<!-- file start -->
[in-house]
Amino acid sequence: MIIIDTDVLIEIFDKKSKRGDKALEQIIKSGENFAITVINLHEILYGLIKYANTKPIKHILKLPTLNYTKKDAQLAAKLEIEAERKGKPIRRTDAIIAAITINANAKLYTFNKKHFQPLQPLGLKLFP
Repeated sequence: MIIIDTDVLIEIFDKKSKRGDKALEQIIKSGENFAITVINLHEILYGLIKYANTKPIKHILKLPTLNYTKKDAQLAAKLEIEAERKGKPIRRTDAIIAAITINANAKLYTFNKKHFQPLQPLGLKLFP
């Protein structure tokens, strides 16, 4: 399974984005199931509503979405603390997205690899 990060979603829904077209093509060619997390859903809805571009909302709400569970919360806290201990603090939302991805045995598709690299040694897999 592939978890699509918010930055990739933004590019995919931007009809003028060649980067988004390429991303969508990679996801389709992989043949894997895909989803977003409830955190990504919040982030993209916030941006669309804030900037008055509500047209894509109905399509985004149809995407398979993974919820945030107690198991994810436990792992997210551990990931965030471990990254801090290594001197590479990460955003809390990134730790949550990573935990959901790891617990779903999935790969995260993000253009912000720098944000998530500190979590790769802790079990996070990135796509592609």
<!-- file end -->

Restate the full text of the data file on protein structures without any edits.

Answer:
[in-house]
Amino acid sequence: MIIIDTDVLIEIFDKKSKRGDKALEQIIKSGENFAITVINLHEILYGLIKYANTKPIKHILKLPTLNYTKKDAQLAAKLEIEAERKGKPIRRTDAIIAAITINANAKLYTFNKKHFQPLQPLGLKLFP
Repeated sequence: MIIIDTDVLIEIFDKKSKRGDKALEQIIKSGENFAITVINLHEILYGLIKYANTKPIKHILKLPTLNYTKKDAQLAAKLEIEAERKGKPIRRTDAIIAAITINANAKLYTFNKKHFQPLQPLGLKLFP
């Protein structure tokens, strides 16, 4: 399974984005199931509503979405603390997205690899 990060979603829904077209093509060619997390859903809805571009909302709400569970919360806290201990603090939302991805045995598709690299040694897999 592939978890699509918010930055990739933004590019995919931007009809003028060649980067988004390429991303969508990679996801389709992989043949894997895909989803977003409830955190990504919040982030993209916030941006669309804030900037008055509500047209894509109905399509985004149809995407398979993974919820945030107690198991994810436990792992997210551990990931965030471990990254801090290594001197590479990460955003809390990134730790949550990573935990959901790891617990779903999935790969995260993000253009912000720098944000998530500190979590790769802790079990996070990135796509592609």